It has taken me a while to react on the disappointing state of the nation address of President Medvedev, and the reason is that for a long time I hadn’t quite gotten the idea behind it. As we all remember, the whole story about the speech started out quite promisingly. There were plenty of opportunities for Medvedev to make a giant leap towards his second term. First, there were speculations about a planned reorganisation of Russia’s federal subjects that would have created the geographical prerequisite for modernisation. Then, there was this carefully built up notion about a gradual political modernisation of Russia. It started in Yaroslavl then continued with the “projections” of Vladislav Surkov about the backlash of United Russia, which was echoed – albeit in a more cautious manner – by Medvedev himself (and seemingly embraced by the party as well). Then, by a sudden turn of events, the President deems it more important to speak about children’s rights (besides the usual mantra). Maybe he simply had too much to talk about?
Brian Whitmore on The Power Vertical suggested that this was yet another example of the pendulum game the “dynamic duo” of the tandem has been playing in the last few years. “If it looks orchestrated, that is because probably it is” – he tells. I think his usually clever arguments are not so well-founded this time. As I blogged earlier, – and as I commented on RFE/RL – the tandem being the reformer Gorbachev and the repressive Brezhnev at the same time is a good idea as long as you always have someone to push in the foreground. But raising expectations and then deliberately disappointing an audience is something which is really hard to understand.
I usually agree with assumptions that Putin and Medvedev are on the same side, but that does not necessarily mean everything is smoothly orchestrated. On the contrary, working in the tandem could have indeed brought some instability into the system on the very simple assumption that having two leaders with seemingly different policy profiles gives more opportunities to the Kremlin’s factions to attach political justification to their conflicting private interests and to fight it off as if it was a democracy. It gives them a far greater field of attack as well. In addition, upcoming elections always tend to destabilise systems like Russia, even if they are as carefully managed as tandemocracy.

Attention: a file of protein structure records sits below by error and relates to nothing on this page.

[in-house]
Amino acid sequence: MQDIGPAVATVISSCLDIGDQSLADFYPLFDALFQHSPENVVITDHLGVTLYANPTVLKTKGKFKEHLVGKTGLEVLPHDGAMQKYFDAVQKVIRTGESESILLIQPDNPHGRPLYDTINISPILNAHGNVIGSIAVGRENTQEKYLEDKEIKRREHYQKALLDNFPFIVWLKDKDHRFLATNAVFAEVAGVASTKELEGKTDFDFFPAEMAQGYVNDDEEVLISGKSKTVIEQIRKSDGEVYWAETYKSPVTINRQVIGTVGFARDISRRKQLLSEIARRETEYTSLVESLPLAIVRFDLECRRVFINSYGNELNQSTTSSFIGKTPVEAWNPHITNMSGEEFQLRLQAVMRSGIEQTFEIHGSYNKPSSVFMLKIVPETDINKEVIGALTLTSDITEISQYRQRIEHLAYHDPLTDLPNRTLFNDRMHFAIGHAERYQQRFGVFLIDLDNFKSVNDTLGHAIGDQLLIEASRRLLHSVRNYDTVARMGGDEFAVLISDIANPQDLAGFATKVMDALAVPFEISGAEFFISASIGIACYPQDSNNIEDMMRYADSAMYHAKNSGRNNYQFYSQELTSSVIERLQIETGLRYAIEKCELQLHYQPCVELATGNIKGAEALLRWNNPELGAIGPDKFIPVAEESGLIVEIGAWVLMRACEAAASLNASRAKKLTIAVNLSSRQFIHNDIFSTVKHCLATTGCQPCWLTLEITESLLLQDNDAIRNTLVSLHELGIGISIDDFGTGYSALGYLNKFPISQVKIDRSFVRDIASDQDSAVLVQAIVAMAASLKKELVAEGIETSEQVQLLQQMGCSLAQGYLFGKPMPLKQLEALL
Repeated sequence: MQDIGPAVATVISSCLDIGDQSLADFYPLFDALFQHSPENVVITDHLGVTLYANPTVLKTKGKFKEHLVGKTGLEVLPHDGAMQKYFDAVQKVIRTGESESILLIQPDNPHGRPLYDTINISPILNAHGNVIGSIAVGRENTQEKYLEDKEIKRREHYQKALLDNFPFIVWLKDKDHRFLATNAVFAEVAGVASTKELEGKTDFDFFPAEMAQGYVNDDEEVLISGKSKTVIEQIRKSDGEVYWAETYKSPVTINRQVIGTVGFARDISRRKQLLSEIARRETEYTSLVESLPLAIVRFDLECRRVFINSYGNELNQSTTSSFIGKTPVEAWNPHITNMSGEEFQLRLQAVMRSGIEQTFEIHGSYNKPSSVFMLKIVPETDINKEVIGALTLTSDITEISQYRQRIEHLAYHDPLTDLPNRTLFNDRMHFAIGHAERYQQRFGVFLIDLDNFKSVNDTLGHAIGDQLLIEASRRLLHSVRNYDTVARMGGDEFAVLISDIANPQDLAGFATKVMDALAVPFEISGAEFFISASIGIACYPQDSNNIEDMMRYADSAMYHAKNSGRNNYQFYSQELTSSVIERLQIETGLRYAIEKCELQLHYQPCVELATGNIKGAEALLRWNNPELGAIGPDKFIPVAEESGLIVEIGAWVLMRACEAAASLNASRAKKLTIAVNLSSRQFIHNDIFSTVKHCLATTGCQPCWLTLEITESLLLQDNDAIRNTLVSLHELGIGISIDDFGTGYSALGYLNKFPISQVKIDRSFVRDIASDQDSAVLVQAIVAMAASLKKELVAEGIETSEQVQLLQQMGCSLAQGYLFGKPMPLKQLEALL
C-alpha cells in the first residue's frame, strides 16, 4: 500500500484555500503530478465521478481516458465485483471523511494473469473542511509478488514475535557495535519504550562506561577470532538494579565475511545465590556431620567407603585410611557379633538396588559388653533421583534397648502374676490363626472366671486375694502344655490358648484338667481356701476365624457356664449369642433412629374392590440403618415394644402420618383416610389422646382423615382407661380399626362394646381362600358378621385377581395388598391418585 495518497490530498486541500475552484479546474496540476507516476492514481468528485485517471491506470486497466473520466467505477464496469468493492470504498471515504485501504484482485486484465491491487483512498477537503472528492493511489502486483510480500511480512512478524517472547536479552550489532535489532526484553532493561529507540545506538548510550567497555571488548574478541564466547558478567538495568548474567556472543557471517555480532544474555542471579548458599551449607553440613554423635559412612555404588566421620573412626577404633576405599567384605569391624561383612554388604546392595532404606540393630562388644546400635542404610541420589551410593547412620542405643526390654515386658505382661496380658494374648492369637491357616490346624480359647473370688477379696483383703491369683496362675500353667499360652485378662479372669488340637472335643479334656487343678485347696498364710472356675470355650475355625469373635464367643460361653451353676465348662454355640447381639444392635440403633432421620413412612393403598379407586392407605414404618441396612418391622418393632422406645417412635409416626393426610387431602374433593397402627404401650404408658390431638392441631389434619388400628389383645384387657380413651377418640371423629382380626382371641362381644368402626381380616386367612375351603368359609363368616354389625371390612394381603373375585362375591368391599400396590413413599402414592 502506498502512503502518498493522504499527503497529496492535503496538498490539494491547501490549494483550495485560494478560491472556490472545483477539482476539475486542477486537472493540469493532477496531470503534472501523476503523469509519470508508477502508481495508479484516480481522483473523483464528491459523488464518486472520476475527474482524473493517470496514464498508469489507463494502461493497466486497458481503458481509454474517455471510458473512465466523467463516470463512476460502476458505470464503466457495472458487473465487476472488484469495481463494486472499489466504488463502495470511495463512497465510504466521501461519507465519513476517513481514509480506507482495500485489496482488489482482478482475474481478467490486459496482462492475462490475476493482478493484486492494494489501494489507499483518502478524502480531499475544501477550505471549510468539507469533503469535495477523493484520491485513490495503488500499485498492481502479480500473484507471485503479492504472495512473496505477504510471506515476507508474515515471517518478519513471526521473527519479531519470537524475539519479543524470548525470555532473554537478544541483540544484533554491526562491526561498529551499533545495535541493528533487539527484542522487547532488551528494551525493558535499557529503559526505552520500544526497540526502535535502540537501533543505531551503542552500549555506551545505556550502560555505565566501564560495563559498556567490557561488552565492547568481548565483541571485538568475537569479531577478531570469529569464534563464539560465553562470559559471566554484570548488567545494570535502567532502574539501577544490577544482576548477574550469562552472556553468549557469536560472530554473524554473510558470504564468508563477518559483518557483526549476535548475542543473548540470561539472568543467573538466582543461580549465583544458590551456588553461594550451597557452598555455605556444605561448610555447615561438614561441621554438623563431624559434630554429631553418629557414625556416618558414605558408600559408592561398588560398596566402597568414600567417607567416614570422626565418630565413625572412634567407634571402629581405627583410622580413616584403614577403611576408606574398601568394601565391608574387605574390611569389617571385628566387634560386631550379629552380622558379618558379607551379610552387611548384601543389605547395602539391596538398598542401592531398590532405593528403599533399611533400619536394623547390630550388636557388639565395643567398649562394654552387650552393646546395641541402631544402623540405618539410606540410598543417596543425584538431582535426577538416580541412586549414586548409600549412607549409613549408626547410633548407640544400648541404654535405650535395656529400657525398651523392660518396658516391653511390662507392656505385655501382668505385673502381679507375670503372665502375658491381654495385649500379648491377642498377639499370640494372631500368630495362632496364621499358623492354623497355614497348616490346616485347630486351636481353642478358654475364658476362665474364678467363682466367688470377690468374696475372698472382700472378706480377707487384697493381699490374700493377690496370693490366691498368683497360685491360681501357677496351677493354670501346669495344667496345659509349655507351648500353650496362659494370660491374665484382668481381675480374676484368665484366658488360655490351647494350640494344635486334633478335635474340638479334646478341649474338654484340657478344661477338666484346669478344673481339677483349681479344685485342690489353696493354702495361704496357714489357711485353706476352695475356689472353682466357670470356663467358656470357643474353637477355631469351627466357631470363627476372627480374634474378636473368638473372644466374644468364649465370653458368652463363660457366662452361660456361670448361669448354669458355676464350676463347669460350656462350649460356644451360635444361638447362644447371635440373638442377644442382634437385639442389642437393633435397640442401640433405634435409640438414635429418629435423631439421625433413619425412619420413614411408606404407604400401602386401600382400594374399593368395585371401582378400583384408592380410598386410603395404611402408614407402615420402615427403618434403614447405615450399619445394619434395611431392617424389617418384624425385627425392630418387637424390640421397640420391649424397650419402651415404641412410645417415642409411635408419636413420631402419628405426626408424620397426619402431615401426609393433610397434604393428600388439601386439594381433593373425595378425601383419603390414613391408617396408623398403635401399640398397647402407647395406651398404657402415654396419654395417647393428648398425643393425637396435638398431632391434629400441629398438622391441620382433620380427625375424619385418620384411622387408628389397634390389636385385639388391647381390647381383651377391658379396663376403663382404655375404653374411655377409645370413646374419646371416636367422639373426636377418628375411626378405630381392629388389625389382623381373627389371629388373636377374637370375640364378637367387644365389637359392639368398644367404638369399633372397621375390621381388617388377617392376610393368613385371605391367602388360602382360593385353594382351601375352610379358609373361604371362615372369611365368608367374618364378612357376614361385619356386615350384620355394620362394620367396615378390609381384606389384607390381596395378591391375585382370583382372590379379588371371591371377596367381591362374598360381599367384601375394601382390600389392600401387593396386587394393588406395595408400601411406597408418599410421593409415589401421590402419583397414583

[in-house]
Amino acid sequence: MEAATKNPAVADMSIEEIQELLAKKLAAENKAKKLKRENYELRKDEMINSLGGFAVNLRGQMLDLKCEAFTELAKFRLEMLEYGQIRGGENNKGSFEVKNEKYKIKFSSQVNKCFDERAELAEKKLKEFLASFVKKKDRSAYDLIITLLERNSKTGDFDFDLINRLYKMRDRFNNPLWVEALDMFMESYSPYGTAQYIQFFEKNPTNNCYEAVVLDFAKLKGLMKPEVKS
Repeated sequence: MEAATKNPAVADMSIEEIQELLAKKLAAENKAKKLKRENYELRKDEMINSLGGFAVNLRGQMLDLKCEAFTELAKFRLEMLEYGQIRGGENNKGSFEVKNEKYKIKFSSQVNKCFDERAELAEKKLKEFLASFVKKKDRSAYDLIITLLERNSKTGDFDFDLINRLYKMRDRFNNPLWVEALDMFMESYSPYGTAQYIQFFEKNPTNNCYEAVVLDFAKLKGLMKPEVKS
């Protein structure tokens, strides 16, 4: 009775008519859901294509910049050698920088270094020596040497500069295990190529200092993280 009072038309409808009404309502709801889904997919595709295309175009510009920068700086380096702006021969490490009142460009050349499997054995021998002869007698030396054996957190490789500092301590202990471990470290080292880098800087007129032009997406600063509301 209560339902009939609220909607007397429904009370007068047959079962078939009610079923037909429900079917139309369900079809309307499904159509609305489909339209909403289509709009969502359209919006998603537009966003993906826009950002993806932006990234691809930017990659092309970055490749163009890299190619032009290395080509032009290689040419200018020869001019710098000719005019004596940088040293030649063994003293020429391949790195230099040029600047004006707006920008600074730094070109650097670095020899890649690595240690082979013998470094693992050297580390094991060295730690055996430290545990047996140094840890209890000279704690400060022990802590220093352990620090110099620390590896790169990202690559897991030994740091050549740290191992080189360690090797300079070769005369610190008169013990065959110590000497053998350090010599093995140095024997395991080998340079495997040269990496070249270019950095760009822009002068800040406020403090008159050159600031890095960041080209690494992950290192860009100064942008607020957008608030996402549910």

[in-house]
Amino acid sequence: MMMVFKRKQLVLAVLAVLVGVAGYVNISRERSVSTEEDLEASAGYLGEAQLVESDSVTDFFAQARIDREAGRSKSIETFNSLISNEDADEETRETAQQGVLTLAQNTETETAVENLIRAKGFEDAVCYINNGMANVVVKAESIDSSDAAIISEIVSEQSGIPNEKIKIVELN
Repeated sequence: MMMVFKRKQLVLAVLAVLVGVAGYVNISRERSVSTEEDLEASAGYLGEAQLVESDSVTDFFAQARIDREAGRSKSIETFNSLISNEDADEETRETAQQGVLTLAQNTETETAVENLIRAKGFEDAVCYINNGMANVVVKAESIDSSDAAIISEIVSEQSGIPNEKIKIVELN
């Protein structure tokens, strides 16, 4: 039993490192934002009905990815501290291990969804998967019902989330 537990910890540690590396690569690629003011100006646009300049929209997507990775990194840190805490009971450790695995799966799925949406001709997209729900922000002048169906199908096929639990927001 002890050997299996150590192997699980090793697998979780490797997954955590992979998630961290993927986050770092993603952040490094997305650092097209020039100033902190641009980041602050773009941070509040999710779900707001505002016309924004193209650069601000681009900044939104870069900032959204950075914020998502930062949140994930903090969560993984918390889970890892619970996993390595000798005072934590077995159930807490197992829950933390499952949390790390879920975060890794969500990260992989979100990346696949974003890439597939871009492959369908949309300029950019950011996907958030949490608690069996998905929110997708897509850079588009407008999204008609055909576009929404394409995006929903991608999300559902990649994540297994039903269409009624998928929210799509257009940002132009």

My suspicion that it was not at all deliberately thought out by Putin was underpinned by today’s press release about the Prime Minister surprisingly defending Medvedev’s ideas on political pluralism, saying that United Russia should learn to work in a more competitive political environment. I don’t think that “pluralising” or “modernising” Russian democracy (whatever you may like to call it) would be against Putin’s interest. Surely, it wouldn’t be a real pluralisation anyway. We all agree, after all, that someone like Vladislav Surkov can’t be seeking a western-style democracy, don’t we? This – together with the geographical reorganisation, which I’m definitely sure will take place – is intended to change, or rather to restore the balance within the inner structures of United Russia, so to make it capable to meet the challenges of the next decade (the first one of which will be the 2012 presidential election).
To cut it short, I’m more or less sure that some people in United Russia started to feel insecure, and for some reason the tandem had to realise that they might have went just too far too early. What prompted this recognition is not clear at all, but it is pretty obvious that it’s because of this that the speech had to be changed at the last moment. This one is, to me, the only plausible explanation – otherwise, as I said, I cannot see why on Earth would the tandem waste a communication strategy that was set up deliberately.
The belly of the beast started grumbling.